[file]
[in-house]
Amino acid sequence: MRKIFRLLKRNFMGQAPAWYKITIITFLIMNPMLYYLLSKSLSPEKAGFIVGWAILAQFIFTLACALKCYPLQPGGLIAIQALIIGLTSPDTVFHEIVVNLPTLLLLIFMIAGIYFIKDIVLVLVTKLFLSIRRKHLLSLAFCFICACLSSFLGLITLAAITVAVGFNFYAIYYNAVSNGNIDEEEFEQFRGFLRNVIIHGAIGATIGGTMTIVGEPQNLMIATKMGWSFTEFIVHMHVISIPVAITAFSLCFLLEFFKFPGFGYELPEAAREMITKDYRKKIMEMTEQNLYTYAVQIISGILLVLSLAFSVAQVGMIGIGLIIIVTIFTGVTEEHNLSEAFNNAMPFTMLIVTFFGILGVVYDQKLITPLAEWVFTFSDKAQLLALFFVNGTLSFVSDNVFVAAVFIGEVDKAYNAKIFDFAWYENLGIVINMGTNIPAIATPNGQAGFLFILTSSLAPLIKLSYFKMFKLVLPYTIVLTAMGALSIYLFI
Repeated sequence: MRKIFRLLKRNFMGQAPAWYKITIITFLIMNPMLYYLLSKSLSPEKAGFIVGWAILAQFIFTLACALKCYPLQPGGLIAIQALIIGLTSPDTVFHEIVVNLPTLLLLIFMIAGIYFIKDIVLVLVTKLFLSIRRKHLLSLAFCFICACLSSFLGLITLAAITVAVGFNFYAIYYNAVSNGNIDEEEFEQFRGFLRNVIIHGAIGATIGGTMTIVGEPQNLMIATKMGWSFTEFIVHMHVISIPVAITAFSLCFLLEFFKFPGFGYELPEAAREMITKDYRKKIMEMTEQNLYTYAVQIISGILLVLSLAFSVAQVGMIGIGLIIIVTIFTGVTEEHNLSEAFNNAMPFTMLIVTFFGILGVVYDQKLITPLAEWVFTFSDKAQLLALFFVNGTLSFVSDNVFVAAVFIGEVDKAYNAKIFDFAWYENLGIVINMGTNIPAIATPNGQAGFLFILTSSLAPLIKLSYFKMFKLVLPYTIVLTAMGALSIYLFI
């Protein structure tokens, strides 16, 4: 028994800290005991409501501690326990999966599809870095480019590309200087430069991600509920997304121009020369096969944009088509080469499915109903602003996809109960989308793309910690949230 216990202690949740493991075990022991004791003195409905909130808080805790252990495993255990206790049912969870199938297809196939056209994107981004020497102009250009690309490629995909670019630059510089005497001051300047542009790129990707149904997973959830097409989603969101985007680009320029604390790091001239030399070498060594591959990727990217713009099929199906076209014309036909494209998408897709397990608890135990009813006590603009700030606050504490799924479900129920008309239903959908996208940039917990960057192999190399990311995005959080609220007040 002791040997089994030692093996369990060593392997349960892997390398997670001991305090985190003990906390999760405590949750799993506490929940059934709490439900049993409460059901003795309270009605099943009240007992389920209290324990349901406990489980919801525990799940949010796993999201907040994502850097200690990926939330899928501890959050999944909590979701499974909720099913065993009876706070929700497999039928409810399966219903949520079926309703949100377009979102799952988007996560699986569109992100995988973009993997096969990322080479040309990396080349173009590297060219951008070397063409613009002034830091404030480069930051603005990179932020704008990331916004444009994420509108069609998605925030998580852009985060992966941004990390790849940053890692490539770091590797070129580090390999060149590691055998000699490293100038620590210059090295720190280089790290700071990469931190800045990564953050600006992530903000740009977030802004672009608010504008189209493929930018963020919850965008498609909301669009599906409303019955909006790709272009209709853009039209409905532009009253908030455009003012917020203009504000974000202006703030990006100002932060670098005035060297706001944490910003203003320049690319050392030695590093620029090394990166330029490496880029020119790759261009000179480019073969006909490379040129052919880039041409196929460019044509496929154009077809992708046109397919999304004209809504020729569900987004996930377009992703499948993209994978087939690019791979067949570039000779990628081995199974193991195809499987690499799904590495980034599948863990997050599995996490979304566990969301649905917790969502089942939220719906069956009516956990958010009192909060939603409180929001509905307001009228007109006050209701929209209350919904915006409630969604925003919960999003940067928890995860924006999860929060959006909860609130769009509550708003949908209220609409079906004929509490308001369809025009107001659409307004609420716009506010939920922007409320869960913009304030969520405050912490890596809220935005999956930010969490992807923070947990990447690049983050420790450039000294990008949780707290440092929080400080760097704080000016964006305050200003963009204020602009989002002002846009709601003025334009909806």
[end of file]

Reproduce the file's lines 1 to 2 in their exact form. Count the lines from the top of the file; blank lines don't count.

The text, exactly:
[in-house]
Amino acid sequence: MRKIFRLLKRNFMGQAPAWYKITIITFLIMNPMLYYLLSKSLSPEKAGFIVGWAILAQFIFTLACALKCYPLQPGGLIAIQALIIGLTSPDTVFHEIVVNLPTLLLLIFMIAGIYFIKDIVLVLVTKLFLSIRRKHLLSLAFCFICACLSSFLGLITLAAITVAVGFNFYAIYYNAVSNGNIDEEEFEQFRGFLRNVIIHGAIGATIGGTMTIVGEPQNLMIATKMGWSFTEFIVHMHVISIPVAITAFSLCFLLEFFKFPGFGYELPEAAREMITKDYRKKIMEMTEQNLYTYAVQIISGILLVLSLAFSVAQVGMIGIGLIIIVTIFTGVTEEHNLSEAFNNAMPFTMLIVTFFGILGVVYDQKLITPLAEWVFTFSDKAQLLALFFVNGTLSFVSDNVFVAAVFIGEVDKAYNAKIFDFAWYENLGIVINMGTNIPAIATPNGQAGFLFILTSSLAPLIKLSYFKMFKLVLPYTIVLTAMGALSIYLFI